The Lao version of the Ramayana is known as Phra Lak Phra Ram (or Pha Lak Pha Lam since in modern Lao R is often replaced by L), the title referring to both the brothers Lakshmana and Rama. Sometimes it is also called Phra Ram sadok (Rama Jataka) as it is widely believed that Rama was a former incarnation of a Buddha-to-be. The Rama story featured in many mural paintings and wood relief carvings on temple doors and windows. It was also one of the favourite themes in the repertoire of the Lao Royal Ballet until 1975, and this tradition has been revived since 2002 by the Royal Ballet Theatre of Luang Prabang.

Introductory scene to thank and honour the Hindu gods during a Phra Lak Phra Ram performance by the Royal Ballet Theatre of Luang Prabang.

Introductory scene to thank and honour the Hindu gods during a Phra Lak Phra Ram performance by the Royal Ballet Theatre of Luang Prabang.

Numerous palm-leaf manuscripts from all regions of Laos containing shorter versions of the Lao Ramayana, Lam Pha Lam, show that the story was very popular all over the country in urban centres as much as in rural areas. These versions were created in order to be sung by a Mor Lam, a traditional expert singer who can melodically recite lengthy poems and epic literature while being accompanied by a Khaen (bamboo mouth organ). In both Thai and Lao traditions, Hanuman was part of a favourite Yantra design used by soldiers and martial arts specialists. The leader of the monkey armies represents strength, stamina, agility, intelligence and devotion. Hanuman Yantras would either be drawn on protective shirts, headbands, battle standards of entire armies, or, most efficiently and durably, tattooed on a fighter’s body.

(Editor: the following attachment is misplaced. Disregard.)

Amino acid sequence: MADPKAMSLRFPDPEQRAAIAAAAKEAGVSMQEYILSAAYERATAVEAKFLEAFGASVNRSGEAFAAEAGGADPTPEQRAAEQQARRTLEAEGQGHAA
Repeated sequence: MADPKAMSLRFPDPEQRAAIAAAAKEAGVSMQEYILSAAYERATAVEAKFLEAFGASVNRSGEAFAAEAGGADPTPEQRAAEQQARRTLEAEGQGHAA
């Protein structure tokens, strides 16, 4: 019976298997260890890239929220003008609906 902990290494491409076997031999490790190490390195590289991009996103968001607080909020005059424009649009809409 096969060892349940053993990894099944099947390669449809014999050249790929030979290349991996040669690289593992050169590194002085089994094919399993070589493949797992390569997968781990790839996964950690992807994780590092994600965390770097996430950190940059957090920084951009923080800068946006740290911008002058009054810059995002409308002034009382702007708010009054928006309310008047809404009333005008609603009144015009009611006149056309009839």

More information about the Ramayana in other countries of Southeast Asia can be found in a series of articles on the British Library’s Asian and African Studies blog.


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Tai textiles: Yesterday and today

Silk and cotton weaving is an art that was practiced among all Tai peoples, and still is well known among most of them. Handwoven textiles showed not only the wealth of families, communities, and the Tai royal courts, but also was an important factor in the commercial relations between the Tai and their neighbours like China, Angkor, and Vietnam. Tai textiles were mentioned as tributary gifts and merchandise in the historical records of the Ming dynasty. It is impossible to exactly date the beginnings of weaving in the region of Southeast Asia and Southern China. More than thousand years ago, trade flourished between India and China via various silk roads. The south-west silk road had its origin in Sichuan where traders followed the rivers through the mountainous areas to today`s Assam. Silk and textile trade may have favoured and influenced the development of different weaving and dyeing techniques, but also design and use of textiles among the various Tai groups. Clothes are used as a form of group identification, and textiles have been very important symbols of prestige throughout history. But, they also fulfil important ritual and religious functions.

These and various other aspects of Tai textiles are the topic of an online exhibition of material from the SEACOM collections, curated by Jana Igunma and Cholthira Satyawadhna, and photographed by Oliver Raendchen.

Read and see more from the online exhibition here.

Lao handwoven ritual cloth

Lao handwoven ritual cloth